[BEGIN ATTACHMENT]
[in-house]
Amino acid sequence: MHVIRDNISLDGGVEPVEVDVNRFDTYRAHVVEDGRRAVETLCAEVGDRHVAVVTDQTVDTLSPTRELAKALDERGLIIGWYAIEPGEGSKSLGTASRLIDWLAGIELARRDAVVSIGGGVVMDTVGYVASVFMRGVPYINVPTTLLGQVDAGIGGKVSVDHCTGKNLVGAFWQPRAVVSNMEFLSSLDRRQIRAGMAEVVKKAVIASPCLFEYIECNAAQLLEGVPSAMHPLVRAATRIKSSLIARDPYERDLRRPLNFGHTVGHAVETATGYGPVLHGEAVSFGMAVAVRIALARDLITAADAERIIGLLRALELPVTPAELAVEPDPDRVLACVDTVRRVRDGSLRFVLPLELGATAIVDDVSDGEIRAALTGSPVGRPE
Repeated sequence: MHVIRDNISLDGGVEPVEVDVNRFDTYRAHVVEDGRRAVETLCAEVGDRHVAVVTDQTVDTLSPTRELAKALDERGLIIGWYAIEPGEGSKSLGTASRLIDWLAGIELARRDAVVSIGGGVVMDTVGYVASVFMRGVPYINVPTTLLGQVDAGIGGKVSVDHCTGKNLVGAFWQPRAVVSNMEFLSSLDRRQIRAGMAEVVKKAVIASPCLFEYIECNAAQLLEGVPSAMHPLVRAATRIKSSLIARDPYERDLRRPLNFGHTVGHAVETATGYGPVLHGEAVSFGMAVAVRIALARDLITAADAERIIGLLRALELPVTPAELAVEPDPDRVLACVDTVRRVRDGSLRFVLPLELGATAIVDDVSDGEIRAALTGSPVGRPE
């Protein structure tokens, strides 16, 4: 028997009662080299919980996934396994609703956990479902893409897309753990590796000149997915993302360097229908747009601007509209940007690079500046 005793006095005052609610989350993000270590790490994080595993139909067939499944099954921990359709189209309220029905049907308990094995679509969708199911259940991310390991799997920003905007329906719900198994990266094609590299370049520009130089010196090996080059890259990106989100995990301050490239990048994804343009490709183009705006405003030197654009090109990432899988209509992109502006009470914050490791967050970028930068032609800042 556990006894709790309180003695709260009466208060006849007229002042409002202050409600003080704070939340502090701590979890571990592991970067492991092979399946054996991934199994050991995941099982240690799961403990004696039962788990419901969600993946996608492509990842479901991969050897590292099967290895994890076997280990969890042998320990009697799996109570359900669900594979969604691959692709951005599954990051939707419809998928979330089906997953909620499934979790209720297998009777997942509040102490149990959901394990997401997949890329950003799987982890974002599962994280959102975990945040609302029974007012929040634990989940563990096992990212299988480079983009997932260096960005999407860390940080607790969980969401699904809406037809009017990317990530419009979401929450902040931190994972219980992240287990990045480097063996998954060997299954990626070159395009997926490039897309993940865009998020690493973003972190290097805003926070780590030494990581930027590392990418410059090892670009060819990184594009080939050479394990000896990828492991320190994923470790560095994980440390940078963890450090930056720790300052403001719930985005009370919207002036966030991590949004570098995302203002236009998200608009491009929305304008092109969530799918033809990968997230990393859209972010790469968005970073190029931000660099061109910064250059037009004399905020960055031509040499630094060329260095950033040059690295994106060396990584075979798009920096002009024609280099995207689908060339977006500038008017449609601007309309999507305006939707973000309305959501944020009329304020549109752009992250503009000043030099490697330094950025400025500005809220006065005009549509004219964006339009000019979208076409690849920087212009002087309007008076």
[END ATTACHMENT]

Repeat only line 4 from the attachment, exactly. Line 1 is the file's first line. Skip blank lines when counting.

């Protein structure tokens, strides 16, 4: 028997009662080299919980996934396994609703956990479902893409897309753990590796000149997915993302360097229908747009601007509209940007690079500046 005793006095005052609610989350993000270590790490994080595993139909067939499944099954921990359709189209309220029905049907308990094995679509969708199911259940991310390991799997920003905007329906719900198994990266094609590299370049520009130089010196090996080059890259990106989100995990301050490239990048994804343009490709183009705006405003030197654009090109990432899988209509992109502006009470914050490791967050970028930068032609800042 556990006894709790309180003695709260009466208060006849007229002042409002202050409600003080704070939340502090701590979890571990592991970067492991092979399946054996991934199994050991995941099982240690799961403990004696039962788990419901969600993946996608492509990842479901991969050897590292099967290895994890076997280990969890042998320990009697799996109570359900669900594979969604691959692709951005599954990051939707419809998928979330089906997953909620499934979790209720297998009777997942509040102490149990959901394990997401997949890329950003799987982890974002599962994280959102975990945040609302029974007012929040634990989940563990096992990212299988480079983009997932260096960005999407860390940080607790969980969401699904809406037809009017990317990530419009979401929450902040931190994972219980992240287990990045480097063996998954060997299954990626070159395009997926490039897309993940865009998020690493973003972190290097805003926070780590030494990581930027590392990418410059090892670009060819990184594009080939050479394990000896990828492991320190994923470790560095994980440390940078963890450090930056720790300052403001719930985005009370919207002036966030991590949004570098995302203002236009998200608009491009929305304008092109969530799918033809990968997230990393859209972010790469968005970073190029931000660099061109910064250059037009004399905020960055031509040499630094060329260095950033040059690295994106060396990584075979798009920096002009024609280099995207689908060339977006500038008017449609601007309309999507305006939707973000309305959501944020009329304020549109752009992250503009000043030099490697330094950025400025500005809220006065005009549509004219964006339009000019979208076409690849920087212009002087309007008076």